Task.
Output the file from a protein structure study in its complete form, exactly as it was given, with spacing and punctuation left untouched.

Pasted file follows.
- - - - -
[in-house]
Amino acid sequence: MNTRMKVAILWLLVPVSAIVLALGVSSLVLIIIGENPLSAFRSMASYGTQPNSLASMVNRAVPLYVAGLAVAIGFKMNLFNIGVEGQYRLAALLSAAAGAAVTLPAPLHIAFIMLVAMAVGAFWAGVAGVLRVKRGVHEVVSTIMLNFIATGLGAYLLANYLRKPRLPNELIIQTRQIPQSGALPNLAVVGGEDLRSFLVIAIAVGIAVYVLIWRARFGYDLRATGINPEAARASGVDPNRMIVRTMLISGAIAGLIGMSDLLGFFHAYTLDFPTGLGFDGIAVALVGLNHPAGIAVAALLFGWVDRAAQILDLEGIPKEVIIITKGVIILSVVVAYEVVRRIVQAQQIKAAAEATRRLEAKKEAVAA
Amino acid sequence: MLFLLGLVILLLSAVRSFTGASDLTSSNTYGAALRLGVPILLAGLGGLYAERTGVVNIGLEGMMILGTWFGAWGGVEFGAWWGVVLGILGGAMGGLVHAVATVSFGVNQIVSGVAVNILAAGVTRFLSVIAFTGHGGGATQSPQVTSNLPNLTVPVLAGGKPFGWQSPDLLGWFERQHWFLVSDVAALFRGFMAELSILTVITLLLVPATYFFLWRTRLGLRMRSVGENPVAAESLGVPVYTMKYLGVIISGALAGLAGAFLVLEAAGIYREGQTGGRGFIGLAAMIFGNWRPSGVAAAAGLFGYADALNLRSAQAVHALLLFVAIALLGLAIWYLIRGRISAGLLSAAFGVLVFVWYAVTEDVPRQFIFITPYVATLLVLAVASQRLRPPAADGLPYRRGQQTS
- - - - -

[in-house]
Amino acid sequence: MNTRMKVAILWLLVPVSAIVLALGVSSLVLIIIGENPLSAFRSMASYGTQPNSLASMVNRAVPLYVAGLAVAIGFKMNLFNIGVEGQYRLAALLSAAAGAAVTLPAPLHIAFIMLVAMAVGAFWAGVAGVLRVKRGVHEVVSTIMLNFIATGLGAYLLANYLRKPRLPNELIIQTRQIPQSGALPNLAVVGGEDLRSFLVIAIAVGIAVYVLIWRARFGYDLRATGINPEAARASGVDPNRMIVRTMLISGAIAGLIGMSDLLGFFHAYTLDFPTGLGFDGIAVALVGLNHPAGIAVAALLFGWVDRAAQILDLEGIPKEVIIITKGVIILSVVVAYEVVRRIVQAQQIKAAAEATRRLEAKKEAVAA
Amino acid sequence: MLFLLGLVILLLSAVRSFTGASDLTSSNTYGAALRLGVPILLAGLGGLYAERTGVVNIGLEGMMILGTWFGAWGGVEFGAWWGVVLGILGGAMGGLVHAVATVSFGVNQIVSGVAVNILAAGVTRFLSVIAFTGHGGGATQSPQVTSNLPNLTVPVLAGGKPFGWQSPDLLGWFERQHWFLVSDVAALFRGFMAELSILTVITLLLVPATYFFLWRTRLGLRMRSVGENPVAAESLGVPVYTMKYLGVIISGALAGLAGAFLVLEAAGIYREGQTGGRGFIGLAAMIFGNWRPSGVAAAAGLFGYADALNLRSAQAVHALLLFVAIALLGLAIWYLIRGRISAGLLSAAFGVLVFVWYAVTEDVPRQFIFITPYVATLLVLAVASQRLRPPAADGLPYRRGQQTS